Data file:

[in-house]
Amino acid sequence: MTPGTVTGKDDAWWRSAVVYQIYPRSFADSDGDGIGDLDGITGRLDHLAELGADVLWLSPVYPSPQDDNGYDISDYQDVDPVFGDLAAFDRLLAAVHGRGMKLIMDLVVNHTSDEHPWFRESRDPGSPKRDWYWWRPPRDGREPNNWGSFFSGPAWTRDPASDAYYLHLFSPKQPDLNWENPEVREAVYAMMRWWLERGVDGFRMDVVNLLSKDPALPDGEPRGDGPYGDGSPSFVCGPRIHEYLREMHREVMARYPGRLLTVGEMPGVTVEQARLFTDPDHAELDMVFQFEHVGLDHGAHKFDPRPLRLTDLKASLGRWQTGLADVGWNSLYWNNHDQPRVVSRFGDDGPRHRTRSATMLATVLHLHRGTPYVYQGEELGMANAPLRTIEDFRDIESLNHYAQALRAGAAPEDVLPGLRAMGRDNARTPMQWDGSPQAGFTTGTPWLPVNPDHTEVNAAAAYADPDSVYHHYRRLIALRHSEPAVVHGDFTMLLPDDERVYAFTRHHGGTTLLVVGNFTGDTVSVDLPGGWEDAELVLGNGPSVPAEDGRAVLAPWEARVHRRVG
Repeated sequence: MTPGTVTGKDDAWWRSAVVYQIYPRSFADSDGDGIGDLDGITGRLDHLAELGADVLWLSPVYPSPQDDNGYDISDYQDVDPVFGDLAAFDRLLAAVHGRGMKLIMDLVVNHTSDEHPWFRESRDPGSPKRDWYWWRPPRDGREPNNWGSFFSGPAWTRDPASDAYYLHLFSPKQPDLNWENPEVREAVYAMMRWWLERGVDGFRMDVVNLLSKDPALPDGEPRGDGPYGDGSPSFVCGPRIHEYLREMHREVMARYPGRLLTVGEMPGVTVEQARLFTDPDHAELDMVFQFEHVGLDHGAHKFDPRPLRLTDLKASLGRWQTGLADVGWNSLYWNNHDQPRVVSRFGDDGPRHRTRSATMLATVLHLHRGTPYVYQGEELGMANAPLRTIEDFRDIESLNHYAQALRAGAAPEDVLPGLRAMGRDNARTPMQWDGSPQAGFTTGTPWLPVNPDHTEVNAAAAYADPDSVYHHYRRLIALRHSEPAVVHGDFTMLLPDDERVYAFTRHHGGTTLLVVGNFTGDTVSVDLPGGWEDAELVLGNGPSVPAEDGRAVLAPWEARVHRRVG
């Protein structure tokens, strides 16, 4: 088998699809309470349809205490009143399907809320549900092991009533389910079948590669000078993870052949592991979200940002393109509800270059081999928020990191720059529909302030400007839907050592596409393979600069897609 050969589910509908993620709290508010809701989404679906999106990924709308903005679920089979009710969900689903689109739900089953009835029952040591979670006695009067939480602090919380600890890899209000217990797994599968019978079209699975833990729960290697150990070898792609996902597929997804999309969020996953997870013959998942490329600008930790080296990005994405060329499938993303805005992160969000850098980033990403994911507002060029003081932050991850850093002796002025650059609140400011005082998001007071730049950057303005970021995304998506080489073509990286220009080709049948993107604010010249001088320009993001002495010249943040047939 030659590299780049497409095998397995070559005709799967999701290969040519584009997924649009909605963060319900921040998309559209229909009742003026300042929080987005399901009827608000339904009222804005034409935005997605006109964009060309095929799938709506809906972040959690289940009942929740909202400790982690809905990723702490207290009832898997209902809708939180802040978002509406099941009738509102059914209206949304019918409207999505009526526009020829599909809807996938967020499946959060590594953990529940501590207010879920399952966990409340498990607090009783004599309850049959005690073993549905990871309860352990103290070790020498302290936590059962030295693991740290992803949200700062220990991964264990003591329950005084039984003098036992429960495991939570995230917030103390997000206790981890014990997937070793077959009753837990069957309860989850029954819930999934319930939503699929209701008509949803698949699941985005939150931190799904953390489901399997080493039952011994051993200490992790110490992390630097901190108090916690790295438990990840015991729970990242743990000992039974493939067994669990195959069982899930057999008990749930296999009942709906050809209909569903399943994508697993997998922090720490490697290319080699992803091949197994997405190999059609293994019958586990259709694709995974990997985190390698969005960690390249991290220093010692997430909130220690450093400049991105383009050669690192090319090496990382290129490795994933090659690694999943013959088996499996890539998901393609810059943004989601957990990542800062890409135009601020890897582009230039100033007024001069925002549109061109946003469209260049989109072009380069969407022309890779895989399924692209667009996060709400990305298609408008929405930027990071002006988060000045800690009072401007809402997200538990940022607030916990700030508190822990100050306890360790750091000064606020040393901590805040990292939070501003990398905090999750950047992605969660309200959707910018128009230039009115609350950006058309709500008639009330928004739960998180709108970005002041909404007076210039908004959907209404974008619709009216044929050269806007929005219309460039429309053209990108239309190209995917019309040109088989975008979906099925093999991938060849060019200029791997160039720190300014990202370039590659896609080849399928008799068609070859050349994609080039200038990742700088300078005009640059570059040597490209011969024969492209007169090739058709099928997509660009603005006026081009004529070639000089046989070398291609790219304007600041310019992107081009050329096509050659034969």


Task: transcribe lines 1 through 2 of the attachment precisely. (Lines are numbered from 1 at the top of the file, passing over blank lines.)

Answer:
[in-house]
Amino acid sequence: MTPGTVTGKDDAWWRSAVVYQIYPRSFADSDGDGIGDLDGITGRLDHLAELGADVLWLSPVYPSPQDDNGYDISDYQDVDPVFGDLAAFDRLLAAVHGRGMKLIMDLVVNHTSDEHPWFRESRDPGSPKRDWYWWRPPRDGREPNNWGSFFSGPAWTRDPASDAYYLHLFSPKQPDLNWENPEVREAVYAMMRWWLERGVDGFRMDVVNLLSKDPALPDGEPRGDGPYGDGSPSFVCGPRIHEYLREMHREVMARYPGRLLTVGEMPGVTVEQARLFTDPDHAELDMVFQFEHVGLDHGAHKFDPRPLRLTDLKASLGRWQTGLADVGWNSLYWNNHDQPRVVSRFGDDGPRHRTRSATMLATVLHLHRGTPYVYQGEELGMANAPLRTIEDFRDIESLNHYAQALRAGAAPEDVLPGLRAMGRDNARTPMQWDGSPQAGFTTGTPWLPVNPDHTEVNAAAAYADPDSVYHHYRRLIALRHSEPAVVHGDFTMLLPDDERVYAFTRHHGGTTLLVVGNFTGDTVSVDLPGGWEDAELVLGNGPSVPAEDGRAVLAPWEARVHRRVG